Group Treatment for Trichotillomania: Cognitive-Behavioral Therapy Versus Supportive Therapy

Objective: Trichotillomania is a psychiatric condition characterized by the chronic pulling and plucking of one’s own hair. Cognitive-behavioral therapy shows promise as a treatment for trichotillomania and might be preferable to pharmacotherapy. However, there have been no randomized, controlled studies of the efficacy of group cognitive-behavioral therapy.

Method: We evaluated 44 subjects, recruited from April 2009 to May 2010, all of whom met DSM-IV criteria for a diagnosis of trichotillomania. Subjects were randomized to receive 22 sessions of either group cognitive-behavioral therapy or group supportive therapy (control). Treatment evaluation was non-blind and used self-report scales. The primary outcome measure was the improvement of hair-plucking behavior as assessed by the Massachusetts General Hospital Hairpulling Scale. Secondary measures included scores on the Beck Depression Inventory, the Beck Anxiety Inventory, and the Social Adjustment Scale–Self-Report.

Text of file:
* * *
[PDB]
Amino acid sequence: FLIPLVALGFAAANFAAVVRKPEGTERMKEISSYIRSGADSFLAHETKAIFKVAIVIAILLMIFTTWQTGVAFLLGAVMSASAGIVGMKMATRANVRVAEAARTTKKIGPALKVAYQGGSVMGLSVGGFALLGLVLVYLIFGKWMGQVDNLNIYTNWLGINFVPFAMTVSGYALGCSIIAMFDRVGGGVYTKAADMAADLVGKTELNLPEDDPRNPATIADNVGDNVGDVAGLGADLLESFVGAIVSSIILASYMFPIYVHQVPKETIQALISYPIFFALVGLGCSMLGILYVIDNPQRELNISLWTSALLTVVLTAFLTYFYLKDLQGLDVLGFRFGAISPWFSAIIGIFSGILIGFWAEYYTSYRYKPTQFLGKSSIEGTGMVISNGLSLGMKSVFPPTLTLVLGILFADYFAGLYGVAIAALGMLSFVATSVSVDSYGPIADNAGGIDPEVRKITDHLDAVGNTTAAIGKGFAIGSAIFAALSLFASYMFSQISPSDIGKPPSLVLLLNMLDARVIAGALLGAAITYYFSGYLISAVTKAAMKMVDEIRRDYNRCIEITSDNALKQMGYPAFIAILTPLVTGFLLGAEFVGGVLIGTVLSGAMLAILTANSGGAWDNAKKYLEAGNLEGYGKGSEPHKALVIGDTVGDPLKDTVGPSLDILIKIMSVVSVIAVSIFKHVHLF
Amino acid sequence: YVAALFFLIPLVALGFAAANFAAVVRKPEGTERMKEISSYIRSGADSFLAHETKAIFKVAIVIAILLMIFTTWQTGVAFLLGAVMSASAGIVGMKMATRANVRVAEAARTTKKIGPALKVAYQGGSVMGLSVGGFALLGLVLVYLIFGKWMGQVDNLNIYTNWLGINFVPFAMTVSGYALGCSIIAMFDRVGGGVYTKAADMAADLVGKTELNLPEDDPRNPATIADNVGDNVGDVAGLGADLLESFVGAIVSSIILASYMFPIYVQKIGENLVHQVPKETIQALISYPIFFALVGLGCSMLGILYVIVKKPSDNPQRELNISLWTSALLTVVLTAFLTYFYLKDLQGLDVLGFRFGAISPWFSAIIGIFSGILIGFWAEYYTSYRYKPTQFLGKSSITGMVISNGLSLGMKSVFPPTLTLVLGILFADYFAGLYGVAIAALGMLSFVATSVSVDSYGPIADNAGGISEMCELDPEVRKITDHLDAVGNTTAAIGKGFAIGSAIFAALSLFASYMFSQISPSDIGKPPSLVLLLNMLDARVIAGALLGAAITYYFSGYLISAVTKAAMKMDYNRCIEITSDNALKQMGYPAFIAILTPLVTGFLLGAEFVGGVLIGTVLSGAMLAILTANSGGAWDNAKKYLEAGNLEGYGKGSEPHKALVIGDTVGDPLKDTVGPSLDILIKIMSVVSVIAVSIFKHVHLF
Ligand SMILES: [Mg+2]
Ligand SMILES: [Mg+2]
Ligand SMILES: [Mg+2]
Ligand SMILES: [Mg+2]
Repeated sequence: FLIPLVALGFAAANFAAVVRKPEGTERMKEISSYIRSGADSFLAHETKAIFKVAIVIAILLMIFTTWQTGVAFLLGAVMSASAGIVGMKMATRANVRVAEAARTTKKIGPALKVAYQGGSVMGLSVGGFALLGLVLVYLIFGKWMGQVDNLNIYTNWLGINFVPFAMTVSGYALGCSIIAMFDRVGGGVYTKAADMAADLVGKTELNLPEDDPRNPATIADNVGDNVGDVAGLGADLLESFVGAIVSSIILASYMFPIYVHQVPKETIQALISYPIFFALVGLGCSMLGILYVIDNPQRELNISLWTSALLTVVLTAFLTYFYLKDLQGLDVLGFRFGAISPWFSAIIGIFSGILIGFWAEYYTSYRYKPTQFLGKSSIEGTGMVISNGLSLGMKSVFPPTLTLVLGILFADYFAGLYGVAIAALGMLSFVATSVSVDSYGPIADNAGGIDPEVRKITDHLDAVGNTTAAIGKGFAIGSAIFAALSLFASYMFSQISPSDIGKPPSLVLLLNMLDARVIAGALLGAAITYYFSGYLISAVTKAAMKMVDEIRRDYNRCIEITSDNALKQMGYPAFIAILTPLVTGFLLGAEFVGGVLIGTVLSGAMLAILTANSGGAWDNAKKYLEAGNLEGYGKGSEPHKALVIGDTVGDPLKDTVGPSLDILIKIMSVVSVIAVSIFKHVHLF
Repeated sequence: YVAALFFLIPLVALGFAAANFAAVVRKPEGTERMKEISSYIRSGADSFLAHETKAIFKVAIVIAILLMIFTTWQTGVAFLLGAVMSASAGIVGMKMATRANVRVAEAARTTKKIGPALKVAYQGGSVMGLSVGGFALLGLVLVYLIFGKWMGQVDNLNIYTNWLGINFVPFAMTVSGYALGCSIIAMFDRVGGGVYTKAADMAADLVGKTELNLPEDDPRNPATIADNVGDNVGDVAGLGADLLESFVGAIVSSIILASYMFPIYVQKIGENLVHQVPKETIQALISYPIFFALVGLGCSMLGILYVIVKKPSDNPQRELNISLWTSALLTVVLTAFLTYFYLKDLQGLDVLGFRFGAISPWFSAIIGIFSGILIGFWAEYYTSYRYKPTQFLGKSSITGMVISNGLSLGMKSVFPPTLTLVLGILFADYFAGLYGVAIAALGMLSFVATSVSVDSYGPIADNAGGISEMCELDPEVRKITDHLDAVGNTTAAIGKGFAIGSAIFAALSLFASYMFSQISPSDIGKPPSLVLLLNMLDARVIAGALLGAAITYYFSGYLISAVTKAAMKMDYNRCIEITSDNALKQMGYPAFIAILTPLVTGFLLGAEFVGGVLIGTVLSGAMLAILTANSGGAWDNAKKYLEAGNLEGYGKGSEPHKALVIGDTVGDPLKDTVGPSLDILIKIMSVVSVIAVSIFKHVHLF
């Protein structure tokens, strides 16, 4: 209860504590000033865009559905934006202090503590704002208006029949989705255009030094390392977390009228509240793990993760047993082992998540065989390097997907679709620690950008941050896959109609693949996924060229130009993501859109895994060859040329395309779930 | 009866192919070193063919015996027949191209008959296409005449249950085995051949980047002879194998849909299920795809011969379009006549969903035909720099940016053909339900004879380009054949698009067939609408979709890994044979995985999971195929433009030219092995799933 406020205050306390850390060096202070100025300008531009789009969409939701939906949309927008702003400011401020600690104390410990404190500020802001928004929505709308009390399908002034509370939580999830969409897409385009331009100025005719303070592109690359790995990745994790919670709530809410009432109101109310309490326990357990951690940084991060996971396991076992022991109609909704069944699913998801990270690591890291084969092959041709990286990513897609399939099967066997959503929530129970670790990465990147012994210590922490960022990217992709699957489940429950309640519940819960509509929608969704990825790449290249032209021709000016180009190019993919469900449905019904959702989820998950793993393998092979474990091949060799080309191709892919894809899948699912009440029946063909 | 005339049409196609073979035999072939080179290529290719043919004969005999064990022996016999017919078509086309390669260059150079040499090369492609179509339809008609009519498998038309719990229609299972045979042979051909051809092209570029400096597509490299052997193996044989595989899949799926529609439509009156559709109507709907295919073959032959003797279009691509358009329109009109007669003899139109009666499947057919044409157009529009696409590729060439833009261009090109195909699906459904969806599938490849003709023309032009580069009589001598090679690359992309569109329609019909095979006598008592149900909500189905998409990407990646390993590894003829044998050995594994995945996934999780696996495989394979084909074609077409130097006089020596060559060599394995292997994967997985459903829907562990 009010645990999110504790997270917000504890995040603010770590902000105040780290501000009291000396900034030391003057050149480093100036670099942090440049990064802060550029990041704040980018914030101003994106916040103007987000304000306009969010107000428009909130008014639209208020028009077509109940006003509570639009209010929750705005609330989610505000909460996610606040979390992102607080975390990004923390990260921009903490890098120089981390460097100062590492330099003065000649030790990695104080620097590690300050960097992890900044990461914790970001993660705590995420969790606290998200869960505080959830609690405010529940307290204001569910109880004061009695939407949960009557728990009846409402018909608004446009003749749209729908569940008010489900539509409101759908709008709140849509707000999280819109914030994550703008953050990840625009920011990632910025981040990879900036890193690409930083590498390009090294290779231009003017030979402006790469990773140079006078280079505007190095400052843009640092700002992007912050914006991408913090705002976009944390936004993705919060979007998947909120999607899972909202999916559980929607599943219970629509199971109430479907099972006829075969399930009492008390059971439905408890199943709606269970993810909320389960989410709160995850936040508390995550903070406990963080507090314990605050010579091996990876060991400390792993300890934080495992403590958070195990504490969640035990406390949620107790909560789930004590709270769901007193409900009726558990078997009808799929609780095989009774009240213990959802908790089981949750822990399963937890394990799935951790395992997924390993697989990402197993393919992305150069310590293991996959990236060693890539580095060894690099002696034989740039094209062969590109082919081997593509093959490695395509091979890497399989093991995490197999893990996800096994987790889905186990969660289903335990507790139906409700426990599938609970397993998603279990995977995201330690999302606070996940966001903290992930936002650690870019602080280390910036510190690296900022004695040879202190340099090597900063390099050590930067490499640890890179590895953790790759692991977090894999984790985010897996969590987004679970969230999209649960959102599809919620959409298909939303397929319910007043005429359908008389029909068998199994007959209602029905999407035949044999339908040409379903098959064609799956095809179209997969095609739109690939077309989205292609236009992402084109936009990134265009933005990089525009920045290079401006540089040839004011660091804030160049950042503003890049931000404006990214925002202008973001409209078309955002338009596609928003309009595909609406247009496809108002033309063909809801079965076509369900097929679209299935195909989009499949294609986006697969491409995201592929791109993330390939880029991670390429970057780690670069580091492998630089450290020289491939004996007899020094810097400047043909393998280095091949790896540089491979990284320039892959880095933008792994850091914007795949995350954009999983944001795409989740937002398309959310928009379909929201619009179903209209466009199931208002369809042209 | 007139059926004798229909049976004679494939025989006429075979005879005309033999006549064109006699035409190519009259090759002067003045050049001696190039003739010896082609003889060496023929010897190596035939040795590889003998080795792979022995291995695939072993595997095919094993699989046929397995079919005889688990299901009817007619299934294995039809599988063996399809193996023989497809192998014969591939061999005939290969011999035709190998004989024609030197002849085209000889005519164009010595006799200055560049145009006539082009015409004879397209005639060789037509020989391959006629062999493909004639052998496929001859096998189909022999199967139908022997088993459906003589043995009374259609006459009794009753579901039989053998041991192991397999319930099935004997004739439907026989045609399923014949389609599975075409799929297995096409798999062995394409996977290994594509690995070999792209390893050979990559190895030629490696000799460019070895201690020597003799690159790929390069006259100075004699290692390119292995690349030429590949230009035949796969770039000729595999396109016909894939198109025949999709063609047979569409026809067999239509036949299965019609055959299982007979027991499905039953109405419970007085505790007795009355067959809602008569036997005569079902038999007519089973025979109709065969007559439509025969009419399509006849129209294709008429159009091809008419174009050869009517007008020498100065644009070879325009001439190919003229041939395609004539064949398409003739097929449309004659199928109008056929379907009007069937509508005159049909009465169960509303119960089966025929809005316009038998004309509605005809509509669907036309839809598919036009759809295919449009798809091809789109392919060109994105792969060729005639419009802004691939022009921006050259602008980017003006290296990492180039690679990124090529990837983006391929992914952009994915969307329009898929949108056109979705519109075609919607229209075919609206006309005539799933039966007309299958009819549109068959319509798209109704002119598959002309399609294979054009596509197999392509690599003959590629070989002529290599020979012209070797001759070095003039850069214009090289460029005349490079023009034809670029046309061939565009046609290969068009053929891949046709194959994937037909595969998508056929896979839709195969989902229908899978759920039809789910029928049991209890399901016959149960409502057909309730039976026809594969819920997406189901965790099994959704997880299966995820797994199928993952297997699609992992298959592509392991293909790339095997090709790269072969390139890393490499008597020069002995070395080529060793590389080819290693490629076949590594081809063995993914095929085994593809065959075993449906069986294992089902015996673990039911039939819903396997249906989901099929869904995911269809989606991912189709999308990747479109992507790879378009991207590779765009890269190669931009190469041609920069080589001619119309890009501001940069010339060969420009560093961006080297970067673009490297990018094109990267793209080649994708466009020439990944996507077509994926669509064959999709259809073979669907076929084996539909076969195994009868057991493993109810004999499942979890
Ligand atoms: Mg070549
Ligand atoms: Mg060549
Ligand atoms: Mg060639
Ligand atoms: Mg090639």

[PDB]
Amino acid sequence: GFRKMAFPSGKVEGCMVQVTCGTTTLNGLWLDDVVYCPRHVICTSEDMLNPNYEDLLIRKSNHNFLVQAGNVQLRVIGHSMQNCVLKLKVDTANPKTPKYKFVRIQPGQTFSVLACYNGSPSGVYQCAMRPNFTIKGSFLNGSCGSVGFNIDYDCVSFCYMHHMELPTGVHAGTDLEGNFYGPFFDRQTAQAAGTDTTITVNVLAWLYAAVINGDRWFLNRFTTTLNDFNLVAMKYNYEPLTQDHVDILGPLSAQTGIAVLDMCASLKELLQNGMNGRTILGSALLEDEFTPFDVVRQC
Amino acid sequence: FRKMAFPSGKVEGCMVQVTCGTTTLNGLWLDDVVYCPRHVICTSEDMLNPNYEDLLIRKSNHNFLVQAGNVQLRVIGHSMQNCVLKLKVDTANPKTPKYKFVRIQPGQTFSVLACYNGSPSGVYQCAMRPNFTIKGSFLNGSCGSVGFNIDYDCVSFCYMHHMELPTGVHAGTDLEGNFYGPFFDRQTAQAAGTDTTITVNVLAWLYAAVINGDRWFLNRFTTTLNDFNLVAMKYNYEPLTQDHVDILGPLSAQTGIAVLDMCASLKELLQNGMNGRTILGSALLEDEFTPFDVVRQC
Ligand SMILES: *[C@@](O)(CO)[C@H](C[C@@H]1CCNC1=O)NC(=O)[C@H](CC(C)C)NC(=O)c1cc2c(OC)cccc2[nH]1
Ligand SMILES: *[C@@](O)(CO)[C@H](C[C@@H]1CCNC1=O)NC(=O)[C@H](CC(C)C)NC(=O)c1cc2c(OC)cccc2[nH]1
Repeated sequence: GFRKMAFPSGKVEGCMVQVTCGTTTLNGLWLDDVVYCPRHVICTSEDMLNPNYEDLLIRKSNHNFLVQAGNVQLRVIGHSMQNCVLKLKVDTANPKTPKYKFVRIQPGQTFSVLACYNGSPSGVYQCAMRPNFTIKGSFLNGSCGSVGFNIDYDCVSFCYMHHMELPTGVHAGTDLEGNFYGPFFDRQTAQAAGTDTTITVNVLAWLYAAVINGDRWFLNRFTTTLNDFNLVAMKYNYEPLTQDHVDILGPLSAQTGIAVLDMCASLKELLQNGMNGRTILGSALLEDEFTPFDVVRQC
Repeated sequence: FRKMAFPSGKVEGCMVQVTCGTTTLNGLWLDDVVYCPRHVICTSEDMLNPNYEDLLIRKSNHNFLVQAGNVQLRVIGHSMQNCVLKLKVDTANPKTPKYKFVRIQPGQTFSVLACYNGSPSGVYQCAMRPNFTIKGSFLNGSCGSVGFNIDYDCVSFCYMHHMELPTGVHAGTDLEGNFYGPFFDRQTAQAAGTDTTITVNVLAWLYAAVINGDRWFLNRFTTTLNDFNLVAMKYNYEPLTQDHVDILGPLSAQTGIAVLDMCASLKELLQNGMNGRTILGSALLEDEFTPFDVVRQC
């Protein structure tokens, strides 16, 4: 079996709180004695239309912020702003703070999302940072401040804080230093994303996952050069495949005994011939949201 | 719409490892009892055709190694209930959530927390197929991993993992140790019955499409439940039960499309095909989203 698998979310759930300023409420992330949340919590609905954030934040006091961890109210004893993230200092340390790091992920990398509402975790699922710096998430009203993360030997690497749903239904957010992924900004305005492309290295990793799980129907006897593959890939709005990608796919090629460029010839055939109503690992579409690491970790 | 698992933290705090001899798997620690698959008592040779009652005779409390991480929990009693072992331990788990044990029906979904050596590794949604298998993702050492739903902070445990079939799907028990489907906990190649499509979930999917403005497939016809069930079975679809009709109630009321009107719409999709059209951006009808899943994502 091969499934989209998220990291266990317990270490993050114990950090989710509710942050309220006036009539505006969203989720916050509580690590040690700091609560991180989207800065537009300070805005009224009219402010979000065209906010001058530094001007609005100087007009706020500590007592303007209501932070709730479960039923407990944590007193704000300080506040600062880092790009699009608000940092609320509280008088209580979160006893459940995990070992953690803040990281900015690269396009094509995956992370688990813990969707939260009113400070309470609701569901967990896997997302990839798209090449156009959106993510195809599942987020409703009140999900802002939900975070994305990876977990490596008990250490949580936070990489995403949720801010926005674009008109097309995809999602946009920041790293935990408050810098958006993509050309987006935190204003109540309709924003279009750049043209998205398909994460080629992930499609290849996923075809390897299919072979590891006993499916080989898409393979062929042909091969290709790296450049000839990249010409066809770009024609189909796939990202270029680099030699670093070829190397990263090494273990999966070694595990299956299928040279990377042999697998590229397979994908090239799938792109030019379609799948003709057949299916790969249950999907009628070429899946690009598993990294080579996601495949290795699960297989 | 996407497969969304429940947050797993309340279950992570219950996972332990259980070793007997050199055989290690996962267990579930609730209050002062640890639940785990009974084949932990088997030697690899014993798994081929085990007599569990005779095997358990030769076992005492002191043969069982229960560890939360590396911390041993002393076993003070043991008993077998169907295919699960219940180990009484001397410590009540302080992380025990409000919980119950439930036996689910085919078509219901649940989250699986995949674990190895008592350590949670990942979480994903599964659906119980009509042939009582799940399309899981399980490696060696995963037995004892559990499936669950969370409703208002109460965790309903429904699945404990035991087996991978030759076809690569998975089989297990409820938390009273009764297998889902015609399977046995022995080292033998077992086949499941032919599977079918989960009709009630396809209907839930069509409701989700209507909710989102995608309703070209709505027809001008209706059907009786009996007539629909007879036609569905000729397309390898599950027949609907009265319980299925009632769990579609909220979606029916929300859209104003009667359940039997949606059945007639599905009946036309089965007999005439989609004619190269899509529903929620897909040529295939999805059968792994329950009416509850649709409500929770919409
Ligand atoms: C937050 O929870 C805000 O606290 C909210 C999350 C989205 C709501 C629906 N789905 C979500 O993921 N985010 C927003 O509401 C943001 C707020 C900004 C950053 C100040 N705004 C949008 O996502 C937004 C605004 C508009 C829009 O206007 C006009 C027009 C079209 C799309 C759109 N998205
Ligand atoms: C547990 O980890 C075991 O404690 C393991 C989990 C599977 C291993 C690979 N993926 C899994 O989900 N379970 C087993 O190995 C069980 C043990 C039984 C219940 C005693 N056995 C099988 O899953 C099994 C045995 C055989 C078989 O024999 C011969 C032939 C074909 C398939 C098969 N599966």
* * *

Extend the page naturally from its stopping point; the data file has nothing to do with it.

Results: Both groups showed significant posttreatment improvement in the scores from the Massachusetts General Hospital Hairpulling Scale (F = 23.762, P < .001) and the Beck Depression Inventory (F = 6.579, P = .003). The decrease in hair-plucking behavior over time was significantly greater in the study group than in the control group (F = 3.545, P < .038). There were no significant differences between the pretreatment and posttreatment time points or between the groups in the scores from the Beck Anxiety Inventory and the Social Adjustment Scale–Self-Report.

Conclusions: We conclude that group cognitive-behavioral therapy is a valid treatment for trichotillomania. This treatment model should be further revised and expanded to address comorbidities such as anxiety and social maladjustment.

Trial Registration: ClinicalTrials.gov identifier: NCT01968343

J Clin Psychiatry 2015;76(4):447–455

https://doi.org/10.4088/JCP.13m08964